10. Willhound

    Willhound Feeling the Heat

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    Loc:
    Northern Ontario, Canada
    I also wrestled with the decision between the Pacific and the Summit. I was thinking Pacific because of the $800 savings over the price of the Summit, but the Summit won out in the end. And I'm really glad it did. Bigger firebox equals longer burn times and more heat, so less running for wood, and better chance of a true overnight burn.
    The other logic I used is that you can always build a smaller fire in a bigger unit, but can't go the other way, at least not without the risk of over-firing.

    I have a late 70's 1800 sq. ft. multi-level back split with the Summit on the bottom floor of living space, and with the configuration of my stairwells, the heat naturally moved to other areas of the house, keeping everything from between 70 to 76 F.

    As my buddy put it at the time : "
    Go big, or go home".

    Willhound
  11. Mo Heat

    Mo Heat Mod Emeritus

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    That's from StuMP Junkies, isn't it? :)
  12. Willhound

    Willhound Feeling the Heat

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    I dunno. It was a popular saying around here a few years ago when arguing about the relative merits of larger vs. smaller engine sizes in snowmobiles.

    Stump Junkies sounds like it might be a snowmobile video??? Or is it Eric's family reunion?? :lol:
  13. elkimmeg

    elkimmeg Guest

    Willhound long time no hear so how's you been doing?
  14. Mo Heat

    Mo Heat Mod Emeritus

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    Sorry Willhound, I didn't realize what an obscure reference I made.

    There is a program on TV around here called: "Stunt Junkies, Go Big, or Go Home". Foolish folks do all manner of insane stunts in an attempt to tempt Darwin and get themselves into the Guinness Book.

    Here are a few I've seen:

    Longest jump on a four wheeler.
    Reverse 360* on a four wheeler.
    Sky diving out of one plane and into another (never opened the chute).
    Longest and steepest mountain bike 'line'.
    Jumping four wheeler over a moving train.
    Land speed record for a skateboard. Around 90 mph I think.
    Highest base jump.
    etc.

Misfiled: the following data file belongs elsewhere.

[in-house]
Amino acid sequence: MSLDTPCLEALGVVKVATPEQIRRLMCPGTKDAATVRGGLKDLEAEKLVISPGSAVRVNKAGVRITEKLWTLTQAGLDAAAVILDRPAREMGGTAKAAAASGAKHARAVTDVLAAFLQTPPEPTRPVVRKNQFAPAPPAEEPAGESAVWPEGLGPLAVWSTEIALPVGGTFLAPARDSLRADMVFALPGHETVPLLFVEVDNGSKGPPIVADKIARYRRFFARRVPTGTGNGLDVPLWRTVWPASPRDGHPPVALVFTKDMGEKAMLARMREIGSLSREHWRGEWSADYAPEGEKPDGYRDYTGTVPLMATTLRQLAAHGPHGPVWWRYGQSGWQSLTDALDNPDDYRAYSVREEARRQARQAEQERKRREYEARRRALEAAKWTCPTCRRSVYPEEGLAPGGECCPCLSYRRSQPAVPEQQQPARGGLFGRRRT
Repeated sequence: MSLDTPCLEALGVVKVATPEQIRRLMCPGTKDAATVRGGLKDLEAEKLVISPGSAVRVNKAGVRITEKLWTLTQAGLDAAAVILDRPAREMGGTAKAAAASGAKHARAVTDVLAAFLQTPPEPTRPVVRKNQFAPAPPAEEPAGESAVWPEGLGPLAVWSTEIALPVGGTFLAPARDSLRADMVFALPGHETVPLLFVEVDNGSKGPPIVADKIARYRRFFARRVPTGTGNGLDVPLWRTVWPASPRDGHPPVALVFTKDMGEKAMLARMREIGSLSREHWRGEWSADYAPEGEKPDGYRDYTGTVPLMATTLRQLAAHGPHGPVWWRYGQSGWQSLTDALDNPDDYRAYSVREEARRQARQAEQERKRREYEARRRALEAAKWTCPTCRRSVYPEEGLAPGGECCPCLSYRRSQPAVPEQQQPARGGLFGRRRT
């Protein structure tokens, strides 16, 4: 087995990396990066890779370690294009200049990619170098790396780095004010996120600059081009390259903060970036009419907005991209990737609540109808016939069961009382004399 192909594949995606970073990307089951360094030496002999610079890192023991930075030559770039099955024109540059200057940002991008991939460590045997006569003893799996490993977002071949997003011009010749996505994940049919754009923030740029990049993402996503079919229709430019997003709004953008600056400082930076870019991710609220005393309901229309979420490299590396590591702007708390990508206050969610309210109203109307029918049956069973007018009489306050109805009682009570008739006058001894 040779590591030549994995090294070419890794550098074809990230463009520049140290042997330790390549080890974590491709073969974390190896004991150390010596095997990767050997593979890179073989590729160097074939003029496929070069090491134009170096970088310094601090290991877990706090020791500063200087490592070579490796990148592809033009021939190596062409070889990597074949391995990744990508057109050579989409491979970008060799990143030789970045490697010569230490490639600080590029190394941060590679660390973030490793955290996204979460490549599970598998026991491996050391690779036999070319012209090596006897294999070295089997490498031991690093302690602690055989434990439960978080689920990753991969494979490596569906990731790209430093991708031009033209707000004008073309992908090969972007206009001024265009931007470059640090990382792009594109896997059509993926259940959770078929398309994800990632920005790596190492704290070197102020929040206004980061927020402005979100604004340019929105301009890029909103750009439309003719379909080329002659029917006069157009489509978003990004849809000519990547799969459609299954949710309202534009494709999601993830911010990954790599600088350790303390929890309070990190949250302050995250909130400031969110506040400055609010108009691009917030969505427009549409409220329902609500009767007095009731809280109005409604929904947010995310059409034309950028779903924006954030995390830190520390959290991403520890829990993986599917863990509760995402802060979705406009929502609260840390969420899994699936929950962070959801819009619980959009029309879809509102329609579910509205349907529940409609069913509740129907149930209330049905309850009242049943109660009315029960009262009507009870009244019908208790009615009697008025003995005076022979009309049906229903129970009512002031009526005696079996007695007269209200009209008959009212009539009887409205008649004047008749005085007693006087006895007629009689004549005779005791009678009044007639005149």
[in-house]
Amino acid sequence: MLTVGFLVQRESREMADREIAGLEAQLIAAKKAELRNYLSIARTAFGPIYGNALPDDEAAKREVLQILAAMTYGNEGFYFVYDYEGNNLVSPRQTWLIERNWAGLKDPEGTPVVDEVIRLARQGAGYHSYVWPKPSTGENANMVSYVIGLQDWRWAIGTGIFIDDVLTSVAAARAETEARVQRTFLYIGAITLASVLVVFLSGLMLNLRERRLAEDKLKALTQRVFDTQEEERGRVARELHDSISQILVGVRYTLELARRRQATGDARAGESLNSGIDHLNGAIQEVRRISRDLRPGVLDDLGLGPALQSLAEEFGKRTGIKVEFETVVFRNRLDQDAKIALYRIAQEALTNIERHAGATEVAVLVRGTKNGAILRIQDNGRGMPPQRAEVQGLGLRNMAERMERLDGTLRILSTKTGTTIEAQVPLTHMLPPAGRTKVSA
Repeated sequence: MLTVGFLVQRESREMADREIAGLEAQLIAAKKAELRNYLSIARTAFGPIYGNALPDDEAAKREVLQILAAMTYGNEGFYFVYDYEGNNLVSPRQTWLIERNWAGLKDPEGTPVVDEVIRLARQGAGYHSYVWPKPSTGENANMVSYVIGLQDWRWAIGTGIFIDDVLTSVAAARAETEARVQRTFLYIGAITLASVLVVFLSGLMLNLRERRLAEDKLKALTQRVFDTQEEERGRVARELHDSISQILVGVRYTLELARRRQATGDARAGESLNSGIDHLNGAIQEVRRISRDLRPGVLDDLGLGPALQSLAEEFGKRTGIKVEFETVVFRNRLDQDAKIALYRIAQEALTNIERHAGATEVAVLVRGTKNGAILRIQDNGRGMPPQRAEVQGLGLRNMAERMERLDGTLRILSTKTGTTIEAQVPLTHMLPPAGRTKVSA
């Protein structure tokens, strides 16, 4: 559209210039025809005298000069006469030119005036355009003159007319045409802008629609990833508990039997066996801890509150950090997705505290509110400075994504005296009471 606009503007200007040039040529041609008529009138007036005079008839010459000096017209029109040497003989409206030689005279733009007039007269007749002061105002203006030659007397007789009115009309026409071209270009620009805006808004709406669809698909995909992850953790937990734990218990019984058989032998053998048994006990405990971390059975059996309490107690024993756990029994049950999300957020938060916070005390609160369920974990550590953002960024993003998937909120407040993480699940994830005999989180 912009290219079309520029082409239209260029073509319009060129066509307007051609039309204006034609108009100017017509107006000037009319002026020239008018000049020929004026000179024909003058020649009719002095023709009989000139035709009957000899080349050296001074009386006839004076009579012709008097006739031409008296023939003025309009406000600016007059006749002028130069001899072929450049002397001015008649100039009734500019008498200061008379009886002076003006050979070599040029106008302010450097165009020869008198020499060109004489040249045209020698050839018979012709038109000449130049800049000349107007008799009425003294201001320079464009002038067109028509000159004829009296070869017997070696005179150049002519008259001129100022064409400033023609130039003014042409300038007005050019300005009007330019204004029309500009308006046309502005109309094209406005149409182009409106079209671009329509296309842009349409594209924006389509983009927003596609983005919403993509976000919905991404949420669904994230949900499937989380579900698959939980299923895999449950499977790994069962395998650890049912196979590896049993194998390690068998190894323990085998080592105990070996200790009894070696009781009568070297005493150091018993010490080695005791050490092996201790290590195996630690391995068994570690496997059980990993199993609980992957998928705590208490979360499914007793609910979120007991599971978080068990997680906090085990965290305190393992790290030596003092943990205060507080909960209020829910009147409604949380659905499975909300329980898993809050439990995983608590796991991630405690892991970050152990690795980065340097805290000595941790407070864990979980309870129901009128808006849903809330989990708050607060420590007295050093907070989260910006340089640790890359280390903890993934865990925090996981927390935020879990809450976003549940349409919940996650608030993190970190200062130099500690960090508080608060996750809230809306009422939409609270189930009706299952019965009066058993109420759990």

My StuMP Junkies reference was just a play on words for us wood burners.
  15. Willhound

    Willhound Feeling the Heat

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    Loc:
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    Hey Mo - Ah, I see.....yep, don't get that one on local cable.

    Hi Elk-, yep, been real busy, so unfortunatley don't have much time to hang out here. Still burning the Summit as there is still snow on the ground here, but the rain we are getting today and tommorrow is cleaning things up fast. Started a new career/business lately as a financial advisor/broker.
    Ouch....stop throwing the rocks guys........the way I look at it, I feel I'm a pretty down to earth, decent kind of guy, and maybe I can offer my services, and also treat people right at the same time. As one of my new colleagues puts it, "You'll either do really well, or you'll be the poorest, nice guy around."

    Oh well, worth a shot in my books.

    Anyway, not to hijack the thread....any more news on the decision between Pacific and Summit?
  16. Willhound

    Willhound Feeling the Heat

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    Hey Mo!

    Guess what? Flippin' thru the channels tonight, and what comes up? Stunt Junkies......
  17. Mo Heat

    Mo Heat Mod Emeritus

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    Cool. But I think they should change the subtitle from "Go Big or Go Home" to "Go Big, Then Go to the Hospital". I guess the money beats flippin' burgers for most of those kids. Don't see many old guys doin' that stuff. Even Evil K. had to hang it up. I think he ran out of bones to break. I see him occasionally on a pain reliever device commercial. I view him as an expert so maybe I'll try that little sparking pain relieving device he advertises, after a hard day of wood chopping. It it's good enough for Evil K., it's good enough for Mo.